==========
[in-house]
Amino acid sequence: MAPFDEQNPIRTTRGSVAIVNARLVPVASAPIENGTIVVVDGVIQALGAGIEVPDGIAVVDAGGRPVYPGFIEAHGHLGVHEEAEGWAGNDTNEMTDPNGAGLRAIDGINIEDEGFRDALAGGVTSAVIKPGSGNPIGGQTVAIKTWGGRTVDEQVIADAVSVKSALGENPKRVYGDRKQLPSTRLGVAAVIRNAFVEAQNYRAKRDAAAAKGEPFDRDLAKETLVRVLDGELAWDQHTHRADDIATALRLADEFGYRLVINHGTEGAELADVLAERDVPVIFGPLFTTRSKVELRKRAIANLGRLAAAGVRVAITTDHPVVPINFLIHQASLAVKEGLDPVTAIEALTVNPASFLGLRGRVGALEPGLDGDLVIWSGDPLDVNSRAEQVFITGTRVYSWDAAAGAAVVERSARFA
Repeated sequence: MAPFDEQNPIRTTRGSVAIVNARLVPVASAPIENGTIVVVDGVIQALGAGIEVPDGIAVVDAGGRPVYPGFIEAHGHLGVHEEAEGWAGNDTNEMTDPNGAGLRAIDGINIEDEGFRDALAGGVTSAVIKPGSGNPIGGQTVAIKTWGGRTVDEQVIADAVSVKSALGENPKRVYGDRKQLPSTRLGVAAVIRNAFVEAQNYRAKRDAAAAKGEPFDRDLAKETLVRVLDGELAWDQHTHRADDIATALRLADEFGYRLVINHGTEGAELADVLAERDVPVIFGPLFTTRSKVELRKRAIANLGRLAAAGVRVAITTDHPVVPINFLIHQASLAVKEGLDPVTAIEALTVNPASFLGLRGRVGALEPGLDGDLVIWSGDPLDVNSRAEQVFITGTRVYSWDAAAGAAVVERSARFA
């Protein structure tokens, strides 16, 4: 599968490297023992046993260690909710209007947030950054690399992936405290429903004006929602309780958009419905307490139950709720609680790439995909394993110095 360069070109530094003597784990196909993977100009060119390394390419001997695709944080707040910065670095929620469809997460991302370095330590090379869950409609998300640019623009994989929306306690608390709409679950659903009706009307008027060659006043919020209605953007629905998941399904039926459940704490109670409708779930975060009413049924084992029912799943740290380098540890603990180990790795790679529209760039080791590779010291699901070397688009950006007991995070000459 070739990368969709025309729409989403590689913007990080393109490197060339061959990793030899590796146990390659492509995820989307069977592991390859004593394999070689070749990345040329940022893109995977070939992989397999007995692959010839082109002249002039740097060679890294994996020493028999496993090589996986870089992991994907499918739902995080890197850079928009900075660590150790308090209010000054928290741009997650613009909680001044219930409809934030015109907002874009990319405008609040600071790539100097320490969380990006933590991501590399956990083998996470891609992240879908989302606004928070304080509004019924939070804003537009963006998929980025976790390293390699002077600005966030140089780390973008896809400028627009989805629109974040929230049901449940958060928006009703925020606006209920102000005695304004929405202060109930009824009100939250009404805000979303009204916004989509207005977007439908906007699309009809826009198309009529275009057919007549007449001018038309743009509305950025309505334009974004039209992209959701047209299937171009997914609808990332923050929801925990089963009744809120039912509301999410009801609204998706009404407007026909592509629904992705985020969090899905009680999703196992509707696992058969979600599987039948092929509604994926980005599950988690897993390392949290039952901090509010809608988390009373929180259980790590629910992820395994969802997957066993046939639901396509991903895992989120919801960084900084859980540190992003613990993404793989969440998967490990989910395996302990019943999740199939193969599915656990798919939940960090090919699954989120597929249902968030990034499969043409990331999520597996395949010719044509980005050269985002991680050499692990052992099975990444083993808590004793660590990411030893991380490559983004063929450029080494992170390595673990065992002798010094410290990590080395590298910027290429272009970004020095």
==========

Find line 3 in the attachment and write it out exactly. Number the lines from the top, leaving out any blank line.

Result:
Repeated sequence: MAPFDEQNPIRTTRGSVAIVNARLVPVASAPIENGTIVVVDGVIQALGAGIEVPDGIAVVDAGGRPVYPGFIEAHGHLGVHEEAEGWAGNDTNEMTDPNGAGLRAIDGINIEDEGFRDALAGGVTSAVIKPGSGNPIGGQTVAIKTWGGRTVDEQVIADAVSVKSALGENPKRVYGDRKQLPSTRLGVAAVIRNAFVEAQNYRAKRDAAAAKGEPFDRDLAKETLVRVLDGELAWDQHTHRADDIATALRLADEFGYRLVINHGTEGAELADVLAERDVPVIFGPLFTTRSKVELRKRAIANLGRLAAAGVRVAITTDHPVVPINFLIHQASLAVKEGLDPVTAIEALTVNPASFLGLRGRVGALEPGLDGDLVIWSGDPLDVNSRAEQVFITGTRVYSWDAAAGAAVVERSARFA